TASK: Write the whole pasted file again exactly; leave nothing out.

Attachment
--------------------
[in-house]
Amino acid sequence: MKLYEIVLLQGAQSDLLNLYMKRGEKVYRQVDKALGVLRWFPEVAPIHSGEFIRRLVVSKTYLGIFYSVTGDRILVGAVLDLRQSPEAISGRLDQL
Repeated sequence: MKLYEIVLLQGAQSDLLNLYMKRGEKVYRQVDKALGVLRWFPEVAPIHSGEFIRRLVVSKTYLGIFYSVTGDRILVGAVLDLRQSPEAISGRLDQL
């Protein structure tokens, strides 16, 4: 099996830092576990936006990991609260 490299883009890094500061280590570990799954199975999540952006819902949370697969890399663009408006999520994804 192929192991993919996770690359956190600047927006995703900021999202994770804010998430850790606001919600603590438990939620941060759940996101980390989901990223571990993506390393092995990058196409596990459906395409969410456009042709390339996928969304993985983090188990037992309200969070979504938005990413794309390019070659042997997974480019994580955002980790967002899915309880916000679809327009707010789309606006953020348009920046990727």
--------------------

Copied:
[in-house]
Amino acid sequence: MKLYEIVLLQGAQSDLLNLYMKRGEKVYRQVDKALGVLRWFPEVAPIHSGEFIRRLVVSKTYLGIFYSVTGDRILVGAVLDLRQSPEAISGRLDQL
Repeated sequence: MKLYEIVLLQGAQSDLLNLYMKRGEKVYRQVDKALGVLRWFPEVAPIHSGEFIRRLVVSKTYLGIFYSVTGDRILVGAVLDLRQSPEAISGRLDQL
């Protein structure tokens, strides 16, 4: 099996830092576990936006990991609260 490299883009890094500061280590570990799954199975999540952006819902949370697969890399663009408006999520994804 192929192991993919996770690359956190600047927006995703900021999202994770804010998430850790606001919600603590438990939620941060759940996101980390989901990223571990993506390393092995990058196409596990459906395409969410456009042709390339996928969304993985983090188990037992309200969070979504938005990413794309390019070659042997997974480019994580955002980790967002899915309880916000679809327009707010789309606006953020348009920046990727």